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  29. Joe Felsenstein,

    You don’t start with the formula, you start with the objective; To find the most universal, least disliked candidate. You then model the system around that objective, not the other way around.

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  30. phoodoo: You don’t start with the formula, you start with the objective; To find the most universal, least disliked candidate.

    Wishful thinking.

    If there are, say, 200 million voters then you start with 200 million different objectives. There is no such thing as “the objective.”

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  31. Neil Rickert: If there are, say, 200 million voters then you start with 200 million different objectives.

    That’s nonsensical. We already know the objective of Presidential primaries. Its the method of achieving that under discussion.

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  32. phoodoo: That’s nonsensical.We already know the objective of Presidential primaries.Its the method of achieving that under discussion.

    Do we now? I suppose if you had to list your objectives in terms of importance, you’d put electability at the top, because if that candidate is not elected, no other qualities matter. But what makes a candidate more electable? Is it experience in government (and it so, should it be legislative or executive experience)? Should it be demonstrated ability to form and keep a qualified and effective team? Should it be a widely-approved platform of policies and proposals?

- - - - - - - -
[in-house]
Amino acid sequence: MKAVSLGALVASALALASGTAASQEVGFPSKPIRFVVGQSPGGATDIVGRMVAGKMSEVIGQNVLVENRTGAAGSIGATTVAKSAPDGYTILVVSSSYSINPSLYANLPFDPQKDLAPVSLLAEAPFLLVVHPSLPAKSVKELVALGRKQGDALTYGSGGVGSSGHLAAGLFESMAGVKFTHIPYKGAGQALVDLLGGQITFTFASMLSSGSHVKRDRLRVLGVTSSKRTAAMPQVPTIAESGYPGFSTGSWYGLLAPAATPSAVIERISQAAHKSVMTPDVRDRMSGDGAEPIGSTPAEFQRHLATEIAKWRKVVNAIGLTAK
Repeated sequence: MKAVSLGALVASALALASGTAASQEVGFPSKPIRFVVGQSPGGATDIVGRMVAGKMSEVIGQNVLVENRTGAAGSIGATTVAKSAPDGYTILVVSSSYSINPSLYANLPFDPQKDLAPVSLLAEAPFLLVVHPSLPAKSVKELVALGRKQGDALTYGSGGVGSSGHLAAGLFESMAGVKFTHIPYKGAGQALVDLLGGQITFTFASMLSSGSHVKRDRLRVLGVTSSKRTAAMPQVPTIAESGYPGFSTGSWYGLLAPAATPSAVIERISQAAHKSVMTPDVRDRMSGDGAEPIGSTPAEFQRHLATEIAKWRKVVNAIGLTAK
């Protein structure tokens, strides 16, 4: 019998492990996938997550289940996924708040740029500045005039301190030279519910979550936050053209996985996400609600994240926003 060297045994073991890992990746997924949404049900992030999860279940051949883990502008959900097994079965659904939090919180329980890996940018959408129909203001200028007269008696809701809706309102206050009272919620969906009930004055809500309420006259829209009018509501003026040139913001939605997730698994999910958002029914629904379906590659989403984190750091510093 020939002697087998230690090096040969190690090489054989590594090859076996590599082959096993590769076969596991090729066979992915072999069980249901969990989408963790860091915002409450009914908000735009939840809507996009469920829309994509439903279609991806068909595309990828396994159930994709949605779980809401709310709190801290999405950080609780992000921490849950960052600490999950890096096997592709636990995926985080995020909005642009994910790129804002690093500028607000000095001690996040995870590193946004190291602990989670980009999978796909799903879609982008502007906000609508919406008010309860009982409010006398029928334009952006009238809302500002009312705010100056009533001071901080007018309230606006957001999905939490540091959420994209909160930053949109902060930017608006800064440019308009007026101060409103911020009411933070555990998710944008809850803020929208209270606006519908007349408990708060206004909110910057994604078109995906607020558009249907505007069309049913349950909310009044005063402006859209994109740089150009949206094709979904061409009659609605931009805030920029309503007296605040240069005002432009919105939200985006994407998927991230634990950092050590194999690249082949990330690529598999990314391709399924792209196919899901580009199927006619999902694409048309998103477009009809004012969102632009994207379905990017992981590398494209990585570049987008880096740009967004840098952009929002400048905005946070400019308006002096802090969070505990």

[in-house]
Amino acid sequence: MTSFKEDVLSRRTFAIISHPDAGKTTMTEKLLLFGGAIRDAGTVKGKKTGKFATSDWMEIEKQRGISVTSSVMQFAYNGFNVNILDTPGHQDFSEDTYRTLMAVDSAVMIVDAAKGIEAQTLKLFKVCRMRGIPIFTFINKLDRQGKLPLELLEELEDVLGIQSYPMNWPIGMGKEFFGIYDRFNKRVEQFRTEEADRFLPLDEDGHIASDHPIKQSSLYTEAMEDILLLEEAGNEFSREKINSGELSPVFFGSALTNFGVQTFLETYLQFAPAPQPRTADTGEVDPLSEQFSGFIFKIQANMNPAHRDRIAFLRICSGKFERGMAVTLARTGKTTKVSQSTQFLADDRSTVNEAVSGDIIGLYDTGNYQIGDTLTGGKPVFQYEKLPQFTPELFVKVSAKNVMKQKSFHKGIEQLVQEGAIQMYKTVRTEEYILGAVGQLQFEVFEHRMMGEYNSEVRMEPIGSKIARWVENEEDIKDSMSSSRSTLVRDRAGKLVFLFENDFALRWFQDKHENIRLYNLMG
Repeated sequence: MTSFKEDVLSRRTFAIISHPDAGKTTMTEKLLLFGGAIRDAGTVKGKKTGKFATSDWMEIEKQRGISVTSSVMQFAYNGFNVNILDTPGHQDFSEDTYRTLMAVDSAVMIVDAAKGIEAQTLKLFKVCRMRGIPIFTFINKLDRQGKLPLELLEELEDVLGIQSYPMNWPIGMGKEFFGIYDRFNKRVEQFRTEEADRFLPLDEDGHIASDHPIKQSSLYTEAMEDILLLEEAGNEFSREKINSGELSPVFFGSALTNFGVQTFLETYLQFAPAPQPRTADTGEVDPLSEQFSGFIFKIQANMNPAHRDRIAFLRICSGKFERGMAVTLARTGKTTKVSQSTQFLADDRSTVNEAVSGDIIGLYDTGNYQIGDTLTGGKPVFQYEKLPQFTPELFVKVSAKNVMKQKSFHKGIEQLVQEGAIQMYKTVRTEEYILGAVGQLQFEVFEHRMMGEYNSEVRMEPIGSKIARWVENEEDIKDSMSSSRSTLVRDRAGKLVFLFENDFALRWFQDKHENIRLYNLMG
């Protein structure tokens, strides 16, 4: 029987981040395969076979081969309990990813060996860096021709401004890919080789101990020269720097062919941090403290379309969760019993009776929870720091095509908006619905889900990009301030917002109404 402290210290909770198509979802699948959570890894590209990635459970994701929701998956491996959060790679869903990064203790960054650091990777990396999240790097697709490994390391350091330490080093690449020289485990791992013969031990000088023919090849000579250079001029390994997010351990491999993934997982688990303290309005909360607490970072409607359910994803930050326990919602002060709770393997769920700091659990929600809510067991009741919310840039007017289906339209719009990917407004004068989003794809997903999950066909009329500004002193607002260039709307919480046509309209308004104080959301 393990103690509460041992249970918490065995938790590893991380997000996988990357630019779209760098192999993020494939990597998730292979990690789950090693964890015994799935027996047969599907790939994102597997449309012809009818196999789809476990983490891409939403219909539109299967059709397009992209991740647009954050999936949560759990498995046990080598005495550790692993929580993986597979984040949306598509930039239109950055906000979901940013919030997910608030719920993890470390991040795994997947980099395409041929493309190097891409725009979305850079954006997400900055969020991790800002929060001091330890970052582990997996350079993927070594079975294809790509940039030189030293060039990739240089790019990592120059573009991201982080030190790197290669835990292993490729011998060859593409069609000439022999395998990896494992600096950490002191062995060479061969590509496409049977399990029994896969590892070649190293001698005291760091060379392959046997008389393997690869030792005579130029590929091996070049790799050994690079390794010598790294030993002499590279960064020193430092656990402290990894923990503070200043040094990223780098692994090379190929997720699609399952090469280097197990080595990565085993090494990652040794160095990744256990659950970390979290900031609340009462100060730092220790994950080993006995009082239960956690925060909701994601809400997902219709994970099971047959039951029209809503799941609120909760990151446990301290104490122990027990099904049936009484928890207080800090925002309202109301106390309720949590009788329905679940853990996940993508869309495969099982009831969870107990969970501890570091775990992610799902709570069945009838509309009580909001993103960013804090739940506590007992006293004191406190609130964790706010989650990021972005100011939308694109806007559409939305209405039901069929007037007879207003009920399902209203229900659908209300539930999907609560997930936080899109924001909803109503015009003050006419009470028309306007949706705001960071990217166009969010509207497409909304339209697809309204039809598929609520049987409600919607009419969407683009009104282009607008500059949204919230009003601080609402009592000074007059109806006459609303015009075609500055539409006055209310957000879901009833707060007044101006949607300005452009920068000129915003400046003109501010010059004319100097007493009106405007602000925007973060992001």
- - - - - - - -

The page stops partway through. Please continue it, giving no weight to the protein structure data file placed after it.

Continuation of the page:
In practice, it’s the ability to win primaries. And what does this require? Probably the most important factor is money, followed by name recognition. We see people emerging from the initial pack of candidates because they’ve been known quantities for years (Biden, Sanders), or because they’ve become famous through other media (Reagan was an actor, Trump a reality TV personality). Conversely, highly competent wonks like Hillary or Warren come across as shrill and brittle. Likability is worth more than gold.

    It’s been noted often enough that the ability to win elections is unrelated to the ability to govern – these are distinctly different abilities rarely both found in the same person. I doubt most of those who worship Trump would go anywhere near him if they were presented with his record and policies but didn’t know whose those were. Polls back in 2016 showed that Hillary’s platform, considered in a vacuum, was overwhelmingly approved by the voting public of both parties. Attach that platform to an actual person, and you get something very different. Why was Hillary hated by so many, who really knew nothing of her record or platform and didn’t care? Why is Trump worshiped by so many equally ignorant? These intangibles are what wins and loses elections.

    I’m sure Booker is a good choice, I’d have no problem supporting him, but this election is not FOR any candidate, this election is a referendum on Trump. That’s generally true when incumbent Presidents are running for a second term. So people aren’t looking to experiment with an unknown (Hickenlooper? Bennet? Booker? Gillibrand? To quote Butch Cassidy, who ARE these guys?) Most voters not under Trump’s spell of lies and false narratives understand the nation would be better off electing their neighbor’s dog.

    In another four years, some of that pack of hopefuls will be remembered. Yang, Buttigieg, Klobuchar, Harris made good showings, and that will give them a leg up in name recognition and donor appeal.

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  33. Wonderful wishing thinking, phoodoo.
    You assert that the objective in the primaries is “To find the most universal, least disliked candidate.”, because ” By having the most “universal” candidate, your increase your chances of winning a lot.”.
    I too wish that that were true. But it isn’t.
    Presidential electoral calculus is more complicated than that. The vast majority of voters do not matter, so “universal” appeal is not germane.